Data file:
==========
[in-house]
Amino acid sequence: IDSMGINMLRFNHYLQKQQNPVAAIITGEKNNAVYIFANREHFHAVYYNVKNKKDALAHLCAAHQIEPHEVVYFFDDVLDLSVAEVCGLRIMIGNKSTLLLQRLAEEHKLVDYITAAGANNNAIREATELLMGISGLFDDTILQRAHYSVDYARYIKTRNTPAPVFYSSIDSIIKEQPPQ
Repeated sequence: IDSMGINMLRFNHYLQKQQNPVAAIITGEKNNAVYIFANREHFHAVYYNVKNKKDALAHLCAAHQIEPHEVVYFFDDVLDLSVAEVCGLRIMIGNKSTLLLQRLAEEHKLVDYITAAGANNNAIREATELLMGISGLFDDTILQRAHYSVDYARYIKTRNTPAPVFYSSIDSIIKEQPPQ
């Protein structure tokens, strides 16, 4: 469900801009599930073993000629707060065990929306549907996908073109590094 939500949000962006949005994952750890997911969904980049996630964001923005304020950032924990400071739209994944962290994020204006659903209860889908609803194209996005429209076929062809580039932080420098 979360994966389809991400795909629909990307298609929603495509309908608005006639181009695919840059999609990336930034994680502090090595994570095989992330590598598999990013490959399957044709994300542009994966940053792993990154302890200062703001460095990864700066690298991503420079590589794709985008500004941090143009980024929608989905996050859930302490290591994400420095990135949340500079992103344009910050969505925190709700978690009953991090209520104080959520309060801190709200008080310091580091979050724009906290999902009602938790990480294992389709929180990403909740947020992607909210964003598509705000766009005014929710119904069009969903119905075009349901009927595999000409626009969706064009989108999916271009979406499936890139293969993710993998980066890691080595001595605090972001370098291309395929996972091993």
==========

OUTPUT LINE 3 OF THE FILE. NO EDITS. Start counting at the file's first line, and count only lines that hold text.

Repeated sequence: IDSMGINMLRFNHYLQKQQNPVAAIITGEKNNAVYIFANREHFHAVYYNVKNKKDALAHLCAAHQIEPHEVVYFFDDVLDLSVAEVCGLRIMIGNKSTLLLQRLAEEHKLVDYITAAGANNNAIREATELLMGISGLFDDTILQRAHYSVDYARYIKTRNTPAPVFYSSIDSIIKEQPPQ